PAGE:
The prospect of cancer surgery may make you feel anxious. Help put your mind at ease by learning more about cancer surgery and how and why it's used.

By Mayo Clinic Staff

Cancer surgery — an operation to repair or remove part of your body to diagnose or treat cancer — remains the foundation of cancer treatment.

Your doctor may use cancer surgery to achieve any number of goals, from diagnosing and treating your cancer to relieving the symptoms it causes. Cancer surgery may be your only treatment, or it may be supplemented with other treatments, such as radiation, chemotherapy, hormone therapy and biological therapy.

Cancer surgery may be used to achieve one or more goals. Common reasons you might undergo cancer surgery include:

  • Cancer prevention. If there's reason to believe that you have a high risk of developing cancer in certain tissues or organs, your doctor may recommend removing those tissues or organs before cancer develops.

    For example, if you have a genetic condition called familial adenomatous polyposis, your doctor may use cancer surgery to remove your colon and rectum because you have a high risk of developing colon cancer.

  • Diagnosis. Your doctor may use a form of cancer surgery to remove all or part of a tumor — allowing the tumor to be studied under a microscope — to determine whether the growth is cancerous (malignant) or noncancerous (benign).
  • Staging. Cancer surgery helps your doctor define how advanced your cancer is, called its stage. Surgery allows your doctor to evaluate the size of your tumor and determine whether it's traveled to your lymph nodes. Additional tests might be necessary to gauge your cancer's stage.
  • Primary treatment. For many tumors, cancer surgery is the best chance for a cure, especially if the cancer is localized and hasn't spread. If there's evidence that your cancer hasn't spread, your doctor may recommend surgery to remove the cancerous tumor as your primary treatment.
  • Debulking. When it's not possible to remove all of a cancerous tumor — for example, because doing so may severely harm an organ — your doctor may remove as much as possible (debulking) in order to make chemotherapy or radiation more effective.
  • Relieving symptoms or side effects. Sometimes surgery is used to improve your quality of life rather than to treat the cancer itself — for example, to relieve pain caused by a tumor that's pressing on a nerve or bone or to remove a tumor that's blocking your intestine.

Surgery is often combined with other cancer treatments, such as chemotherapy and radiation. Whether you opt to undergo additional cancer treatment depends on your type of cancer and its stage.

Traditionally, the primary purpose of cancer surgery is to cure your cancer by removing all of it from your body. The surgeon usually does this by cutting into your body and removing the cancer along with some surrounding healthy tissue to ensure that all of the cancer is removed.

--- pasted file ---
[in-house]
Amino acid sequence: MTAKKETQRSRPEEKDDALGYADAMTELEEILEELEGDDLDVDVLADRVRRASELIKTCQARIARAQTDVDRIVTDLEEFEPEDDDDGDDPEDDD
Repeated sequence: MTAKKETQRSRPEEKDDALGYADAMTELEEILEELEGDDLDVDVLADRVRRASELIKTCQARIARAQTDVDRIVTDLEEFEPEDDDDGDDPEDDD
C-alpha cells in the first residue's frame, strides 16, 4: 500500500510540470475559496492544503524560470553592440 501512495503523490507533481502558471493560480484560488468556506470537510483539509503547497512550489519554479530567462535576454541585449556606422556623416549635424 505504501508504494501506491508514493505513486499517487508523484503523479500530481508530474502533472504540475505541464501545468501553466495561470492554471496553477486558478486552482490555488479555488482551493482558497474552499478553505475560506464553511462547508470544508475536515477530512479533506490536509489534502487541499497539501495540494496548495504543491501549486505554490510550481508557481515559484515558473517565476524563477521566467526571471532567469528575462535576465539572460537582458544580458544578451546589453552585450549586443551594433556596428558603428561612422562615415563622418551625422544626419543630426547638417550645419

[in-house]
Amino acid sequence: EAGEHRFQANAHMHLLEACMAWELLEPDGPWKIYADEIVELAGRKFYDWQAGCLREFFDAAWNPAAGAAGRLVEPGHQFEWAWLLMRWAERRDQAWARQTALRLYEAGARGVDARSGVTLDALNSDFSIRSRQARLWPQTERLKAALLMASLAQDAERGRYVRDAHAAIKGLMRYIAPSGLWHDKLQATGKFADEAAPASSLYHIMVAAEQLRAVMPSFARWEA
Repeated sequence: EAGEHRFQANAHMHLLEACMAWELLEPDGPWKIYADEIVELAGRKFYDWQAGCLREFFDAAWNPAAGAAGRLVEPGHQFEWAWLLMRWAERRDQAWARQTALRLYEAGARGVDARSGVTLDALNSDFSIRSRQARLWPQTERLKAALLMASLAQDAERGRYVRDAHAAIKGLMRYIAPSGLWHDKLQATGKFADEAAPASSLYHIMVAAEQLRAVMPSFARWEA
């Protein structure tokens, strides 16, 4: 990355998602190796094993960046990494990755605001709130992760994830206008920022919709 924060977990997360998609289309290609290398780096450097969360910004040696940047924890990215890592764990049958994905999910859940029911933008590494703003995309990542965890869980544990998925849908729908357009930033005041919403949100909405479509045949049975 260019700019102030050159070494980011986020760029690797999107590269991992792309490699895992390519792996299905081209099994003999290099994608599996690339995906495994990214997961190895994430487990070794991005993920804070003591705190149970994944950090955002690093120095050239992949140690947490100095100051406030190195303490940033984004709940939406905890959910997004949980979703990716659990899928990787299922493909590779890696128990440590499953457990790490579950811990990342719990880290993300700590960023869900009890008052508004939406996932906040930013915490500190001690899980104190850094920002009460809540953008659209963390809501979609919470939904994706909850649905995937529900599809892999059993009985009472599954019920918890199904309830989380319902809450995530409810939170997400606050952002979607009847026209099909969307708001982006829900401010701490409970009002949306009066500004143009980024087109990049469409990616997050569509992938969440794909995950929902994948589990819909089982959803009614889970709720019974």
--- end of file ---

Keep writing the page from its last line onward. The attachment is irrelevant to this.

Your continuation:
Your surgeon may also remove some lymph nodes in the area to determine whether the cancer has spread. This helps your doctor assess the chance of your being cured, as well as the need for further treatment.

In the case of breast cancer surgery, your doctor may remove the cancer by removing the whole breast (mastectomy) or by removing only the portion of your breast that contains the cancer and some of the surrounding tissue (lumpectomy).

In the case of lung cancer surgery, your doctor may remove part of one lung (lobectomy) or the entire lung (pneumonectomy) in an attempt to ensure that all the cancer has been removed.

Many other types of surgical methods for treating cancer and precancerous conditions exist, and investigators continue to research new methods. Some common types of cancer surgery include:

  • Cryosurgery. During this type of surgery, your doctor uses very cold material, such as liquid nitrogen spray or a cold probe, to freeze and destroy cancer cells or cells that may become cancerous, such as irregular cells in a woman's cervix that could become cervical cancer.
  • Electrosurgery. By applying high-frequency electrical currents, your doctor can kill cancer cells, for example, in your mouth or on your skin.
  • Laser surgery. Laser surgery, used to treat many types of cancer, uses beams of high-intensity light to shrink or vaporize cancer cells.
  • Mohs surgery. Useful for removing cancer from certain sensitive areas of the skin, such as near the eye, and for assessing how deep a cancer goes, this method of surgery involves carefully removing cancer layer by layer with a scalpel. After removing a layer, your doctor evaluates it under a microscope, continuing in this manner until all the abnormal cells have been removed and the surrounding tissue shows no evidence of cancer.